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What is a chest infection and what causes it? Acute bronchitis This is an infection of the large airways in the lungs (bronchi). Acute bronchitis is common and is often due to a viral infection. Infection with a germ (bacterium) is a less common cause. Pneumonia This is a serious infection of the lung. Treatment with medicines called antibiotics is usually needed. How common are chest infections? Chest infections are very common, especially during the autumn and winter. They often occur after a cold or flu. Anyone can get a chest infection but they are more common in: Young children and the elderly. People who smoke. People with long-term chest problems such as asthma. What are the symptoms of a chest infection? The main symptoms are a chesty cough, breathing difficulties and chest pain. You may also have headaches and have a high temperature (fever). The symptoms of an infection of the large airways (bronchi) in the lungs (acute bronchitis) and a serious lung infection (pneumonia) may be similar; however, pneumonia symptoms are usually more severe
Practical Recommendations for COPD: Evidence-Based Care The treatment of patients with chronic obstructive pulmonary disease (COPD) depends on symptoms and history of exacerbation. These elements define the treatment strategies within the Global Initiative for Chronic Obstructive Lung Disease (GOLD) Guidelines' ABCD assessment tool • Although not taken into account in the ABCD tool, spirometry remains important for the diagnosis and assessment of airflow limitation. Bronchodilators are first-line treatment, either as a single or dual bronchodilator treatment. • The recently available combination of a long-acting beta agonist (LABA) and a long-acting muscarinic receptor antagonist (LAMA) into a single inhaler has demonstrated improvement in lung function, either in combination or with monotherapy. In the SPARK study evaluating indacaterol/glycopyrrolate vs glycopyrronium and tiotropium (LABA/LAMA vs LAMA alone) for the prevention of exacerbation in patients with COPD, the combination therapy was superior to a single bronchodilator as measured by the reduction of exacerbations. • LABA/LAMA was also shown to be superior in the ILLUMINATE study, which compared the patient-reported outcomes and the transition dyspnea index (TDI) for patients on LABA/LAMA with patients on LABA/ICS (inhaled corticosteroid). Data from multiple studies show that ICS-containing regimens can also effectively reduce exacerbation rates. Data from post-hoc analyses of clinical trials suggest that patients with high levels of blood eosinophils may respond better to ICS therapy, whereas patients with very low levels of eosinophils may not respond. ICS therapy is associated with serious side effects, such as pneumonia. In the WISDOM trial, patients who discontinued ICS experienced approximately 40 mL in forced expiratory volume over 1 second (FEV1), indicating that ICS should be withdrawn very carefully in some patients. As exacerbations are more frequent and often more severe in winter months, it is recommended to not withdraw steroids during that period Current evidence suggests that the combination of LABA/LAMA with ICS into a single inhaler will improve lung function, exacerbations, and symptoms Other treatment options besides triple therapy exist for patients who still experience exacerbations after LABA/LAMA treatment. • Roflumilast may be considered in patients with chronic bronchitis. • The use of long-term macrolides is possible in a particular profile subset of patients who have frequent exacerbations with bronchiectasis, bronchial colonization, and frequent bacterial infections.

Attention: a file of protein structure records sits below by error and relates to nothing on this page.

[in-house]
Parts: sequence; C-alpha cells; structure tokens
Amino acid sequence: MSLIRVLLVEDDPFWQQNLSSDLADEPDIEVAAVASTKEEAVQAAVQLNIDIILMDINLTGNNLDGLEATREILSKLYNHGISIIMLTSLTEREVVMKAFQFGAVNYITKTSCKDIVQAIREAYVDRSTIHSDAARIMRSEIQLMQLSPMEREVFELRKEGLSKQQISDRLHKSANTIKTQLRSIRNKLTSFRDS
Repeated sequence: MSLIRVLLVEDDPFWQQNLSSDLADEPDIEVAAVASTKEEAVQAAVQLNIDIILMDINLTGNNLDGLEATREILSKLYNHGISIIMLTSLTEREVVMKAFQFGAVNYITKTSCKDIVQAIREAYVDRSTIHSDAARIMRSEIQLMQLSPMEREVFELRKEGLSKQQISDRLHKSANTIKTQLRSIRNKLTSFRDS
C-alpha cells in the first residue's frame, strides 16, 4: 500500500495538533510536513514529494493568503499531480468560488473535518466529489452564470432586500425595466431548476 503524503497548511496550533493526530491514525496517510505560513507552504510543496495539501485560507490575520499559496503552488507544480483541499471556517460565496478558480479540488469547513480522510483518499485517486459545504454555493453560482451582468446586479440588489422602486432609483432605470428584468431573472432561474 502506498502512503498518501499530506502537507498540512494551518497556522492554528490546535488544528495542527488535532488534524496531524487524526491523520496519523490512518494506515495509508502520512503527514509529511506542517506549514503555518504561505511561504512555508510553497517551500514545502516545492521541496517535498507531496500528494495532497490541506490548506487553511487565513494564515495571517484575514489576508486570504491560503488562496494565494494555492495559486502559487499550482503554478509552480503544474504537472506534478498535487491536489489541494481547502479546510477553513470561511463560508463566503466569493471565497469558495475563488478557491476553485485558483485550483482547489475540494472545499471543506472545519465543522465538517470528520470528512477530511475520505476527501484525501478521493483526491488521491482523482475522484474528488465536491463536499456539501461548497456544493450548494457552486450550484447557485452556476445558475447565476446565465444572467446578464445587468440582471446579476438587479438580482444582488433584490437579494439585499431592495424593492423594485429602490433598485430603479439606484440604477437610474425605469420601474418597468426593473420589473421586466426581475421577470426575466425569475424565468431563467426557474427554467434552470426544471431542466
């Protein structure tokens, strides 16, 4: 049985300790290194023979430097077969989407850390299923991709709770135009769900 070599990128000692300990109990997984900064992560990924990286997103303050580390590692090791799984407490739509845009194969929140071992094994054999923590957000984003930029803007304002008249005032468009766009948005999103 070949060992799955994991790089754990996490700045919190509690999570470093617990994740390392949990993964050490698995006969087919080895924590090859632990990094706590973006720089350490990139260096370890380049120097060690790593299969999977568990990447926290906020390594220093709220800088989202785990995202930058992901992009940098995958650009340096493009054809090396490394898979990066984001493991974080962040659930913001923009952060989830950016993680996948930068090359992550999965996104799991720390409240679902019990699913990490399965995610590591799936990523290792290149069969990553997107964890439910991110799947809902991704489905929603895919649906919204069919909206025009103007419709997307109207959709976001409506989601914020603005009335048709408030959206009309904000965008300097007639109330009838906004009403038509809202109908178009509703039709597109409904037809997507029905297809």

severe obstructive sleep apnea was associated with depressive symptoms, especially among those who also had excessive daytime sleepiness
Severe allergy asthma Characterized by clinical features of allergy to specific aeroallergens and increased levels of total or specific immunoglobulin E (IgE). Therefore, allergic asthma is characterized by high IgE levels and positive skin prick tests or specific IgE in serum and clinical symptoms compatible with exposure to the allergen. House dust mite and cat sensitization are the most prominent allergens associated with asthma severity. severe sinus disease (odds ratio [OR] 3.7), gastroesophageal reflux (OR, 4.9), recurrent respiratory infections (OR, 6.9), psychological dysfunctioning (OR, 10.8) and obstructive sleep apnea (OR, 3.4). Moreover, control is difficult to achieve in obese patients and in patients who do not adhere to medication or healthy lifestyle recommendations.
Patients with high eosinophilic levels have a good response to biologics. Nasal polyps are associated with allergic asthma. In these patients, anti-immunoglobulin (Ig) E and anti-interleukin (IL)-5 have proven efficacy. In the Global Initiative for Asthma (GINA) guidelines, the severity of symptoms is one of the major criteria in choosing a treatment. ICS are prescribed at the initial steps of asthma management, but analysis of comorbidities helps to adapt the treatment
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